In Nicomachean Ethics Aristotle proposed that happiness is through habitually choosing between two extremes. This is the middle way, or via media. Since Aristotle, the term via media has expanded beyond ethics and is used to describe the theology of the Anglican church. Like many of you, I have heard three different understandings of via media, so I will briefly explain each one and let you be the judge since I am still learning. Also note that because I am new to this topic, it’s possible that I got some things wrong, though I have tried to read and assess the information carefully. I might revisit this topic in a year or two after I’ve had more time to study it.
Roman Catholicism and Protestantism
According to The Episcopal Church’s website, “the via media came into religious usage when Anglicans began to refer to the Church of England as a middle way between the extremes of Roman Catholicism and Puritanism.” According to this understanding, the Roman Catholic traditions were maintained while rejecting submission to papal authority.
This idea comes from John Henry Newman and the Oxford Movement in the 19th century. They proposed that via media is the middle way between Roman Catholicism and Protestantism as a result of their interpretations of the Elizabethan Settlement and writings of the Elizabethan theologian Richard Hooker. Hooker’s work repudiated extreme versions of Puritanism while upholding the episcopal form of government as being biblical.
This the view of via media is the most accepted one in modern parlance. Yet, for via media to mean the middle way between Rome and Protestantism or to say that Roman Catholic traditions were maintained while rejecting submission to papal authority, as TEC website says, then what does one make of the 5 Solae and soteriology? Well, Hooker extolled Anglicanism for retaining the best of Roman Catholic liturgy and tradition with the authority of Scripture and justification of Protestantism. But is via media a marriage of traditions and polity with the 5 Solae, or is it a true middle way in terms of doctrine? There’s a reason this position has been debunked by historians like Anthony Milton and Diarmaid MacCulloch as being a 19th century invention.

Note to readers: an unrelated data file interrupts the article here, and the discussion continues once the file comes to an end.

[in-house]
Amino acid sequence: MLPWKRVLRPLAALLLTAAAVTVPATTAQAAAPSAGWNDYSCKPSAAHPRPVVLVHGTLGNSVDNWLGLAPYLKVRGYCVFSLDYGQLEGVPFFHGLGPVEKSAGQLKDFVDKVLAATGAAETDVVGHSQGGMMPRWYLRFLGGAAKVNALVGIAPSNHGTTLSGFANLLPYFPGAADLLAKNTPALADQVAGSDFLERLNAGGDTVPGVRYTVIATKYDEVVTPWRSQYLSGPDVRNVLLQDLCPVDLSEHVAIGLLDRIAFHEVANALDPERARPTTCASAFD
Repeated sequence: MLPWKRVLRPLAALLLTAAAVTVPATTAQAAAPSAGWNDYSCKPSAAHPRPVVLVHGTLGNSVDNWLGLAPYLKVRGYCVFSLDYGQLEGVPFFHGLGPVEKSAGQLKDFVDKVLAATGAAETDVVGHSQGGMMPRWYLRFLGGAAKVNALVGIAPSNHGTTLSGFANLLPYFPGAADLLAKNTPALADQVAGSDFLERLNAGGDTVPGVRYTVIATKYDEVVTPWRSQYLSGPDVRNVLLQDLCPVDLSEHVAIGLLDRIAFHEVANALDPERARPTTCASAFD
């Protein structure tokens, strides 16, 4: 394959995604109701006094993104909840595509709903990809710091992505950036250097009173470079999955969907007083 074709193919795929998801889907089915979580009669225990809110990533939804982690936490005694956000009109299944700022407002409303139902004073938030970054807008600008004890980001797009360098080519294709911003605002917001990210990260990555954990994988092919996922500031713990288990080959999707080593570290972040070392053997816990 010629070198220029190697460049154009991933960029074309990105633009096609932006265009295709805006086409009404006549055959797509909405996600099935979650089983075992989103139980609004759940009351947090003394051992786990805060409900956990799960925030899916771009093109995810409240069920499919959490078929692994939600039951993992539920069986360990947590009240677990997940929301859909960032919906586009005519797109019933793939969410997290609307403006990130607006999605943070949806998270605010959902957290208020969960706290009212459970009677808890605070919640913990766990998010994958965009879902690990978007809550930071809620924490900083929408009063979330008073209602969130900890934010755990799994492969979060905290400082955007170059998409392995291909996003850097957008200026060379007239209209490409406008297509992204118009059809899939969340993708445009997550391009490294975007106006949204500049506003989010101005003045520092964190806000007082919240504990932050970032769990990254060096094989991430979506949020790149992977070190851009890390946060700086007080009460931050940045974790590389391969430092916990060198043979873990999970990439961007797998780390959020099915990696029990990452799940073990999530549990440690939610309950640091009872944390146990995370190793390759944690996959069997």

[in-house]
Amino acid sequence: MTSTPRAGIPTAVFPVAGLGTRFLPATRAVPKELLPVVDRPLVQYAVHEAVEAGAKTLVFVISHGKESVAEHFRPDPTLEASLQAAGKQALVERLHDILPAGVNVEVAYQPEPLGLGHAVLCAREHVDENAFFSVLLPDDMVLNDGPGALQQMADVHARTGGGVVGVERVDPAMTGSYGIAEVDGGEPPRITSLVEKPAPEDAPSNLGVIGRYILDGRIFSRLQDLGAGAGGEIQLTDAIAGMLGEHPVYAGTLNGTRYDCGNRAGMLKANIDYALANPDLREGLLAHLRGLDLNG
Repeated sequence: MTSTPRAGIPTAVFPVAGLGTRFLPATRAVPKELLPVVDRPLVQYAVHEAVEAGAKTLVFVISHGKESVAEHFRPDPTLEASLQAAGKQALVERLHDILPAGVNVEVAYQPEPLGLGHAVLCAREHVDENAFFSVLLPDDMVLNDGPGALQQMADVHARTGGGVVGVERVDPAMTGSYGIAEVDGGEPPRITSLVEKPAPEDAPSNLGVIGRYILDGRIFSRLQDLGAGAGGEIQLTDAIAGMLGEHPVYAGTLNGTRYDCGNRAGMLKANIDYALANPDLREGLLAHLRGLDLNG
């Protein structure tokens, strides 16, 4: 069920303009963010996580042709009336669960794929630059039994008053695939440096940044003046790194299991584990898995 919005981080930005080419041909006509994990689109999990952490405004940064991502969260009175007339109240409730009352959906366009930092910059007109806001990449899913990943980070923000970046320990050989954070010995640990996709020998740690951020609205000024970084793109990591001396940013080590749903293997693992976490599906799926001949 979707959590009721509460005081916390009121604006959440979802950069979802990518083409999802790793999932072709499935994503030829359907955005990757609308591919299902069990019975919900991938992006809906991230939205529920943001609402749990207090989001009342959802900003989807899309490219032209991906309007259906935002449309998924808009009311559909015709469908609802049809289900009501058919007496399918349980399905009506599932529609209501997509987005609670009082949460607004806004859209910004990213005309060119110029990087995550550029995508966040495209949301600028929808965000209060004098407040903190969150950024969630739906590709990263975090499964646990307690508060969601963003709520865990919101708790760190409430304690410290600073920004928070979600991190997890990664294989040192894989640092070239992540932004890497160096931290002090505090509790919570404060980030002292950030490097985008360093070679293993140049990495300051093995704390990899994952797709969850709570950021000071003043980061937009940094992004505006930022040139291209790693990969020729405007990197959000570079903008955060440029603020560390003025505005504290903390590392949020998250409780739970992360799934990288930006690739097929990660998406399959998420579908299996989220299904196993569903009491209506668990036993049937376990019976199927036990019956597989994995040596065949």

Wittenberg and Geneva
The second position is the middle way between Wittenberg and Geneva. It is as it sounds, which is that the doctrines of the Church of England developed as a middle way between Lutheranism and Calvinism. This seems to make sense as there were many Calvinists in the British Isles during the Reformation and post-Reformation.
This is also bolstered by the fact that Melanchthon and Calvin worked to develop their doctrines on law and grace. Also, Cranmer was a Calvinist while his baptismal liturgies taught baptismal regeneration. But were the official doctrines and formularies of the Church of England formed by Wittenberg and Geneva? It would seem so in part since Cranmer played a significant role in reforming the theology of the Church of England.
Wittenberg and Zurich
That brings us to the third position of via media—Wittenberg and Zurich. I admit I balked a little when I heard this one. The middle way between physical presence in the Eucharist and memorialism? Hmmm… not quite. According to my spiritual father, a priest in the UECNA, the formularies are based off Bullinger’s writings. There was a lot of excitement in the 16th century among the burgeoning Protestant reformers. Debates and collaboration worked together to hone and spread the Protestant doctrines. The first Helvetic Confession was a consensus of Lutheran and Zwinglian theology, though there was an eventual break between Bullinger and Bucer.